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Fonterra is working on something that could potentially make people smarter.
The co-op already had research and development expertise in how nutrition supported ageing brains and had also earned a reputation as a world leader in paediatric nutrition research, CEO of Fonterra Asia Pacific, Judith Swales said.
"Now we're looking at making a difference for everyone," Swales told The Country Sport Breakfast's Brian Kelly.
"We're taking our farmers' milk, along with some other ingredients that we've sourced, to improve people's cognitive performance and ease their stress levels."
It all had to do with something called blue light, which was a "hot topic" when it came to cognitive function, Swales said.
"Our modern way of life is really taking a toll on our cognitive performance – we're working harder ... longer ... faster.
"Screens are such a part of our everyday life whether we like it or not and a lot of us can be staring at a screen for over eight hours a day, and it really takes a toll on your eyes, brain and body."
Blue light from digital screens was the core of the problem, disrupting sleep and impacting eye health. It could even affect colour perception and quality of vision, Swales said.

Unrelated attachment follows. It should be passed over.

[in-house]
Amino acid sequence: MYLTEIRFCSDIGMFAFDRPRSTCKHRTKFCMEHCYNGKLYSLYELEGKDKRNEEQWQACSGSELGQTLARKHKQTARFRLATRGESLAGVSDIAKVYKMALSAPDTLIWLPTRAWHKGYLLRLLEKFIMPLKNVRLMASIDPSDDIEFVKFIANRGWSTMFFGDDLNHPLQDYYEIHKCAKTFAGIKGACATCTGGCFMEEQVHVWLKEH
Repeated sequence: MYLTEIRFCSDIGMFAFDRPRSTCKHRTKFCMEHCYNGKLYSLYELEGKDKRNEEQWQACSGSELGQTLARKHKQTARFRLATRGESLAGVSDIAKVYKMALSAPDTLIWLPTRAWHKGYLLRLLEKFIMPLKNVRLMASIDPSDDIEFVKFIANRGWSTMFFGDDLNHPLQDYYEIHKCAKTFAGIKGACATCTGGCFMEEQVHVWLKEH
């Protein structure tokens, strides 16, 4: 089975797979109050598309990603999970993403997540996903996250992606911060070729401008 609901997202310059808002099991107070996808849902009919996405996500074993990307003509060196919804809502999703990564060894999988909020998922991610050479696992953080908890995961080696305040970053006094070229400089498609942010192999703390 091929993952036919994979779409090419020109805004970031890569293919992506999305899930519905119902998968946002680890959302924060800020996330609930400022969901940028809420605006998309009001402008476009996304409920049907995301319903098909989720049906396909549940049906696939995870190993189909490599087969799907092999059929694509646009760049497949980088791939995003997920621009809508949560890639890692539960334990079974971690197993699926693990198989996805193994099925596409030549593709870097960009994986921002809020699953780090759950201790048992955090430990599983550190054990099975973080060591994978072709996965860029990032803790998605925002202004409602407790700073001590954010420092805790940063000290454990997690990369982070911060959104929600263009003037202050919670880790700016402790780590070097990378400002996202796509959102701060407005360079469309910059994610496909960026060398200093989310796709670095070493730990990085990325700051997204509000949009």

Fonterra had been working on the problem for "a number of years" and through this research and expertise, the co-op believed it had reached a significant potential breakthrough, she said.
"Let's take our learnings from developing infant nutrition and cognition and apply it to optimise adult brains and help cognitive performance."
To achieve this, Fonterra added three nutrient bundles that supported cognition, visual performance and mood, to its milk.
One example was ThinkSharp which included phosphatidylserine, and vitamins B6, B12 and pantothenic acid.
"Combined, these can help support cognitive function - memory, focus - particularly under stress."
Another was Pro-Sight, an eye care bundle that included Lutein and Zeaxanthin from plants, which helped filter blue and UV light.
The co-op had even developed a licensed cognitive profiling platform.
"It's a bit of a fitness test for your brain."
The 40-minute online assessment tested cognitive ability across 12 areas and more than 3000 people had completed their cognitive profile already, Swales said.
"They came from all different professions, like e-sport gamers - which is where this actually really all started - corporate professionals [and] New Zealand Badminton players."
The co-op was also trialling different solutions to assess how to help participants improve their results, Swales said.
"There's still more work to do, but we are confident we can help people improve their cognitive performance."